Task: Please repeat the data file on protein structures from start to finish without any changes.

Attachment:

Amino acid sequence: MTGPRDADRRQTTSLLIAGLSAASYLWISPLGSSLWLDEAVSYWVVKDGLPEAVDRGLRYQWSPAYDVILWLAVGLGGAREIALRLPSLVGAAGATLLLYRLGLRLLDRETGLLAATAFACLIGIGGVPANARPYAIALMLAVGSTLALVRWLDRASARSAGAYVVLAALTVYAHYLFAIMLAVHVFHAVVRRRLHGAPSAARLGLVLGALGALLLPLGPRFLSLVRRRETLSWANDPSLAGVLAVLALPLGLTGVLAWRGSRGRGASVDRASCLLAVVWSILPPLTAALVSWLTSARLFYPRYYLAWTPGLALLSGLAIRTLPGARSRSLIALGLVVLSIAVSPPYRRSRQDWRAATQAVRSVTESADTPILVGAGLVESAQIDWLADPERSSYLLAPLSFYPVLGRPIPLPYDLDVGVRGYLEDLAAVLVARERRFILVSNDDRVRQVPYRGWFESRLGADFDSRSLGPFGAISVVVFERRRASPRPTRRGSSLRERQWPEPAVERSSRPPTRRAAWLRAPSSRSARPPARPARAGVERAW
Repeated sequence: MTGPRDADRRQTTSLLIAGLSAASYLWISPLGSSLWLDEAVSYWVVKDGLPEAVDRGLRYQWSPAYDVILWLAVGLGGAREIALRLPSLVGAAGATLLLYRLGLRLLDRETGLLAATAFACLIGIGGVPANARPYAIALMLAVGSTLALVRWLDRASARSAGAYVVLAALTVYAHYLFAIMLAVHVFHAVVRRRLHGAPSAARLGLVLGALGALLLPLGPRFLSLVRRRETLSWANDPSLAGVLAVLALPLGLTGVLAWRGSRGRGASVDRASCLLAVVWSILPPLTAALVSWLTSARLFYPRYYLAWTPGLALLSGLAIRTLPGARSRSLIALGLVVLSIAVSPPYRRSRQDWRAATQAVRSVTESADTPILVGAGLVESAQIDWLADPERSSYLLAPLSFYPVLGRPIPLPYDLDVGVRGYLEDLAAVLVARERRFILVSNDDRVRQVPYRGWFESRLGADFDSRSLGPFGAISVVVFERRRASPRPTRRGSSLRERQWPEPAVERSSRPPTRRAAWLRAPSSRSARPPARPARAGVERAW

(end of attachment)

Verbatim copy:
Amino acid sequence: MTGPRDADRRQTTSLLIAGLSAASYLWISPLGSSLWLDEAVSYWVVKDGLPEAVDRGLRYQWSPAYDVILWLAVGLGGAREIALRLPSLVGAAGATLLLYRLGLRLLDRETGLLAATAFACLIGIGGVPANARPYAIALMLAVGSTLALVRWLDRASARSAGAYVVLAALTVYAHYLFAIMLAVHVFHAVVRRRLHGAPSAARLGLVLGALGALLLPLGPRFLSLVRRRETLSWANDPSLAGVLAVLALPLGLTGVLAWRGSRGRGASVDRASCLLAVVWSILPPLTAALVSWLTSARLFYPRYYLAWTPGLALLSGLAIRTLPGARSRSLIALGLVVLSIAVSPPYRRSRQDWRAATQAVRSVTESADTPILVGAGLVESAQIDWLADPERSSYLLAPLSFYPVLGRPIPLPYDLDVGVRGYLEDLAAVLVARERRFILVSNDDRVRQVPYRGWFESRLGADFDSRSLGPFGAISVVVFERRRASPRPTRRGSSLRERQWPEPAVERSSRPPTRRAAWLRAPSSRSARPPARPARAGVERAW
Repeated sequence: MTGPRDADRRQTTSLLIAGLSAASYLWISPLGSSLWLDEAVSYWVVKDGLPEAVDRGLRYQWSPAYDVILWLAVGLGGAREIALRLPSLVGAAGATLLLYRLGLRLLDRETGLLAATAFACLIGIGGVPANARPYAIALMLAVGSTLALVRWLDRASARSAGAYVVLAALTVYAHYLFAIMLAVHVFHAVVRRRLHGAPSAARLGLVLGALGALLLPLGPRFLSLVRRRETLSWANDPSLAGVLAVLALPLGLTGVLAWRGSRGRGASVDRASCLLAVVWSILPPLTAALVSWLTSARLFYPRYYLAWTPGLALLSGLAIRTLPGARSRSLIALGLVVLSIAVSPPYRRSRQDWRAATQAVRSVTESADTPILVGAGLVESAQIDWLADPERSSYLLAPLSFYPVLGRPIPLPYDLDVGVRGYLEDLAAVLVARERRFILVSNDDRVRQVPYRGWFESRLGADFDSRSLGPFGAISVVVFERRRASPRPTRRGSSLRERQWPEPAVERSSRPPTRRAAWLRAPSSRSARPPARPARAGVERAW